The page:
7. 7. Simplifying HIPAA and SMS: A Practical Approach to the Secure Use of Text Messaging in Clinical Research Page 7 of 9 Appendix A: Guidance and Advice for Effective, Compliant Studies Using SMS This appendix to the paper "Simplifying HIPAA and SMS: A Practical Approach to the Secure Use of Text Messaging in Clinical Research" is intended to assist our current and future clients with understanding and implementing good standards and practices regarding the use of SMS (Short Message Service) for the transmission of PHI (Protected Health Information). Risk vs. Reward: Why Gray Should Be Your New Best Friend Like most of life's endeavors, there are no guarantees that nothing will ever go wrong when using technology to perform a function. When considering the use of SMS or any technology to transmit privacy data as part of a study or trial, it is vital to understand that some risks exist. For example, computers and mobile devices can be lost, stolen, or even hacked. It is impossible to fully protect against all possible mishaps, but safeguards can be put in place to reduce the risks. HIPAA privacy and security requirements for PHI are printed in black and white, but the reality of compliance lies in the myriad of shades of gray. The wise approach is to understand and acknowledge the risks specific to the research project at hand, provide the best mitigations possible, and work with service providers who do the same. When choosing a text messaging vendor or technology partner, additional consideration should be given to the company's experience, knowledge, technological features, and internal processes for managing PHI so that you benefit from a customized study solution that will generate the most reliable data with as little risk as possible. Essential components of minimizing risk include open communication, understanding, and education. When all parties understand and agree upon the nature of the tasks to be performed, the associated risks dwindle significantly. The following sections contain practical advice for achieving this goal. The Consent Agreement: Protection for All Parties A thorough consent agreement between the Study Administrator and the Study Participant is essential in order to protect the rights of all involved. The consent agreement should address the following, at a minimum: • Description of the nature of the data the Study Participant will provide. Each participant should fully understand what information he/she will be submitting. Ideally, this should be customized for the study and should include as much detail as possible, e.g., daily blood pressure, weight, or timing and dosage of medications. Note: HIPAA does not dictate what a Study Administrator can and cannot ask. The nature of the questions is an agreement between the Study Administrator and the Study Participant. • Description of how this information will be obtained. Each participant should fully understand how he/she will submit the data. For example, the consent agreement should clearly state that Mosio will facilitate the questions and answers via text messages sent to and from the participant's personal mobile device. Data provided by the participant as part of the initial recruiting, setup process, and completion process should also be addressed. • Description of how this data will be used. Each participant must be informed of all potential usage of his/her PHI, including the sharing of data with third parties. This could be a reference to existing privacy data policies. Each participant must consent to all data usage and sharing. • Description of how this data will be securely managed. This is the most crucial element. For the sake of all parties, all privacy data obtained by the Study Administrator for any purpose must be managed in such a manner that ensures the best possible security. This could reference existing policies, procedures, and privacy data policies. If applicable, this should also address third party providers' responsibilities regarding data security. • Disclosures of risks and vulnerabilities. Participants must be notified of identified potential risks, such as the risks involved with the use of unencrypted texts.
  8. 8. Simplifying HIPAA and SMS: A Practical Approach to the Secure Use of Text Messaging in Clinical Research Page 8 of 9 • A clear definition of the boundaries between the Study Administrator and the Study Participant responsibilities. This should include disclaimers that the Study Administrator is not responsible for any loss or breach of data that results from something beyond their control, e.g., the participant loses his/her personal mobile device containing text messages with his/her PHI, or a third party vendor or host experiences a server/data breach. • Acknowledgement of Rights and Receipt of Instructions. Participants should be advised of their rights. This may be documented separately. Additionally, participants should be offered instructions and/or tips for ways to safeguard their own PHI data. Refer to the Advice to Participants section below for examples. Participants should formally acknowledge the receipt and understanding of both their rights and the instructions provided. • Process for notifying the participant in case of an actual or potential security breach. This is essential for HIPAA compliance. The process should include communication steps, follow-up activities, and responsibilities of third parties. This may be defined or referred to in a separate privacy data policy. The final draft of the consent agreement should be reviewed and approved by compliance and legal advisors prior to use. Good Questions Get Good Answers Concise, efficient, well-crafted survey questions can help enforce security consistent with HIPAA requirements and can also eliminate some risks when using SMS to transmit PHI. Some tips include: • Keep questions as short and concise as possible. Longer questions may increase confusion and lead the participant to craft a longer-than-necessary reply, which could contain unnecessary PHI. A brief answer of "yes," "no," or "2," is meaningless when taken out of context, yet can still provide all the data needed for the study. As an added bonus, participants are more likely to respond more quickly and accurately when allowed the opportunity for a short answer. • Build questions that are clearly understood. Avoid vague, loaded, or leading words, such as "could," "might," "often," or "never." "Do you drink milk regularly?" is both vague and potentially confusing. Better data would result from a question like "How many 8oz. glasses of milk did you consume today?" Getting precise data the first time will eliminate the need to ask more detailed follow-up questions later. • Ask individual questions. Do not combine questions. "Did you do your assigned exercises and take your pill today?" should be separated into two distinct questions. • Use commonly understood words. Avoid jargon or highly technical terms that the participant might not understand. This could also lead to the unnecessary PHI or the sharing of personal data not agreed upon in the consent agreement. • Remind the participant of privacy measures. For example, the following text could be sent periodically, or after every survey question: "We vow to protect the information you provide. For extra safety and privacy, please delete the survey question and your response after sending. Thank you for your participation and your trust."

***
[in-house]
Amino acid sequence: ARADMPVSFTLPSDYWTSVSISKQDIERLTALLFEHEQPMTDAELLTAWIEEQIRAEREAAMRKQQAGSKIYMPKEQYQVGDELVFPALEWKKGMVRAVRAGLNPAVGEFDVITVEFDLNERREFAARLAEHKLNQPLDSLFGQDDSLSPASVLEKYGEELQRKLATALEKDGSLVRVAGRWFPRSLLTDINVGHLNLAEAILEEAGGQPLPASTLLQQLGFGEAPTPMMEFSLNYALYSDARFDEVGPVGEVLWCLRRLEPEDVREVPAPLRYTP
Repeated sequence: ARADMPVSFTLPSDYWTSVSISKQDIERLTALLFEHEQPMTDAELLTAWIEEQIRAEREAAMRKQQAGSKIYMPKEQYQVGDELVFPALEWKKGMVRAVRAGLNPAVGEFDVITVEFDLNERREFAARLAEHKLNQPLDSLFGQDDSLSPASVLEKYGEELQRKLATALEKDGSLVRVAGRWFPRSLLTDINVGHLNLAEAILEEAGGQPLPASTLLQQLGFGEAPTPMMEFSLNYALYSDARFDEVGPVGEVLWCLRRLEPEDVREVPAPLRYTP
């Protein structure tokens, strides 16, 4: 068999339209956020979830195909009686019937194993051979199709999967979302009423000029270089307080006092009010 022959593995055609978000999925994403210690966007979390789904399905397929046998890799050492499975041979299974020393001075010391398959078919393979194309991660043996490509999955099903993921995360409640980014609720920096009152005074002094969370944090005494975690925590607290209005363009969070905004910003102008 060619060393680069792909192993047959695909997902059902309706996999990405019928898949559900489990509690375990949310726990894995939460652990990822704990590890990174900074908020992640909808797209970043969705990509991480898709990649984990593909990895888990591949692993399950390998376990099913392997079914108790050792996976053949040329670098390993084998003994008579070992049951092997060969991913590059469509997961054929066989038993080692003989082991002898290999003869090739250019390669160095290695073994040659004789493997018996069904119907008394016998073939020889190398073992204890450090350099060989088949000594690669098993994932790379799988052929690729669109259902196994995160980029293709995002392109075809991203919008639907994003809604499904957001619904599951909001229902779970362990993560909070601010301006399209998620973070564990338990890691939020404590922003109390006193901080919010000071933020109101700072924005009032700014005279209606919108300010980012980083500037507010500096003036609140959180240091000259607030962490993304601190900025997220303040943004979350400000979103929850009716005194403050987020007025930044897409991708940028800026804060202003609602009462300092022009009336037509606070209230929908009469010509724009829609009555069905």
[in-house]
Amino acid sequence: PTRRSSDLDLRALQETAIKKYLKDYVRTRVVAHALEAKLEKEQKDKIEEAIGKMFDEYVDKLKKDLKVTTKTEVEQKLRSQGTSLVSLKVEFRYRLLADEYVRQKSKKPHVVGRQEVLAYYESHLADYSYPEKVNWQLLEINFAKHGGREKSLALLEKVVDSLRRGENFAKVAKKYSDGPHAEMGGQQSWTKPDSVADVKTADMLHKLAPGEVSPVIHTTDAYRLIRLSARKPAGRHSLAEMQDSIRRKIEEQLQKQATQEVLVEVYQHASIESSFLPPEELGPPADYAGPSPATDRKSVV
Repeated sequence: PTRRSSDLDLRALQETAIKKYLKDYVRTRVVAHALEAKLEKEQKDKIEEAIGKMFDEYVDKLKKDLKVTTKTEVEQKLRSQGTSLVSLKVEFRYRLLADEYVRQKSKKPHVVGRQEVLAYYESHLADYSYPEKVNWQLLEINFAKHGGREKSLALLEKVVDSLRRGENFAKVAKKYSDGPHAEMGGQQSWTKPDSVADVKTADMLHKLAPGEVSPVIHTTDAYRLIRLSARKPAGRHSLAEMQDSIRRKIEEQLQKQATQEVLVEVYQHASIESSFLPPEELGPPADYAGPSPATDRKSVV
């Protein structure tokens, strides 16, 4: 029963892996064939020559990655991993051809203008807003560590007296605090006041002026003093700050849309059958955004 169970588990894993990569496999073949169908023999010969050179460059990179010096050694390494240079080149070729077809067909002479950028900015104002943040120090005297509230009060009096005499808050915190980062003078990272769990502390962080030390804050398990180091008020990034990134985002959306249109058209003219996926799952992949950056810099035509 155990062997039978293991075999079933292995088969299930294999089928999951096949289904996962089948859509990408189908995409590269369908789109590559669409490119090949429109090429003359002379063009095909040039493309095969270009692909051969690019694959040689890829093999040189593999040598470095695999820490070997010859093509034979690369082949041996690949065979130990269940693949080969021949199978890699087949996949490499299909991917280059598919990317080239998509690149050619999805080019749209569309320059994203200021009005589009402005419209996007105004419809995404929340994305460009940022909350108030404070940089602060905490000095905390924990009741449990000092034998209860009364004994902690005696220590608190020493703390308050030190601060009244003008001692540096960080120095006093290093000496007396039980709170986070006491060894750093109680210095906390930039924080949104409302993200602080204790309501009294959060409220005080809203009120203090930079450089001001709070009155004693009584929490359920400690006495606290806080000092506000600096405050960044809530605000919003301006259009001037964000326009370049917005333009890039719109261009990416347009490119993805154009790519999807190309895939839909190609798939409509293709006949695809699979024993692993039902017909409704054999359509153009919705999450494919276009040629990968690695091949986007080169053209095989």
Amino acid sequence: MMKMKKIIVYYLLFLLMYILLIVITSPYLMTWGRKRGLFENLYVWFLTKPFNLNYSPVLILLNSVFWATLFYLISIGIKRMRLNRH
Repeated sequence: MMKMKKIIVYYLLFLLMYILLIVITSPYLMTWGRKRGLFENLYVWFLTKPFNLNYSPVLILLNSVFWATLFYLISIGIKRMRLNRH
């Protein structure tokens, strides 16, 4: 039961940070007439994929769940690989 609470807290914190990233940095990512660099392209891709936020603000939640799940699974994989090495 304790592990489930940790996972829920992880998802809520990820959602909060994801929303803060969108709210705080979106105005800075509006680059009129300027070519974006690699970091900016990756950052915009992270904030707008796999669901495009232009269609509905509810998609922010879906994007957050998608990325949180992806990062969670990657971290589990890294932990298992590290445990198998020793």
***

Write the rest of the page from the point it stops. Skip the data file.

9. 9. Simplifying HIPAA and SMS: A Practical Approach to the Secure Use of Text Messaging in Clinical Research Page 9 of 9 Advice for Participants While the Study Administrator is ultimately responsible for securing PHI as much as possible, the Study Participant should be aware of his/her own responsibilities for securing his/her own data where possible. Participants using their own mobile devices should be educated to: • Think carefully when composing answers to questions. Do not provide any personal information that is not asked for. • When sending text responses, double-check to ensure that the reply is being sent only to the proper persons/entities. • Delete incoming and/or outgoing text messages containing PHI after sending a response to a prompt or question. • Keep the mobile device password-protected and/or locked to prevent others from accessing text message history. • Make an effort to minimize the chances that the mobile device will be lost or stolen, e.g., lock the device in a drawer when going to a meeting rather than leaving the phone out on the desk. • When syncing the mobile device with another device or computer for any sort of data transfer, take special care to ensure that texts containing PHI are not transferred. • Do not post or copy any texts or parts of texts containing PHI on any social media site. • Contact the Study Administrator in the event of a potential data breach, the loss of the mobile device, or suspicious texts claiming to be a part of the study. Some or all of the items listed above may be included or referenced in the consent agreement. At the least, the consent agreement should include an acknowledgment that the participant received and understood the instructions. The Last Word Careful planning, communication, and education go a long way toward HIPAA-compliant use of SMS. When combined with our Quality Program and stringent security measures, data is as safe as it can possibly be. Questions? Existing Mosio clients, please contact support@mosio.com with any questions or concerns. If you are looking to utilize the power of text messaging in your next research study, please visit us at http://www.mosio.com.

×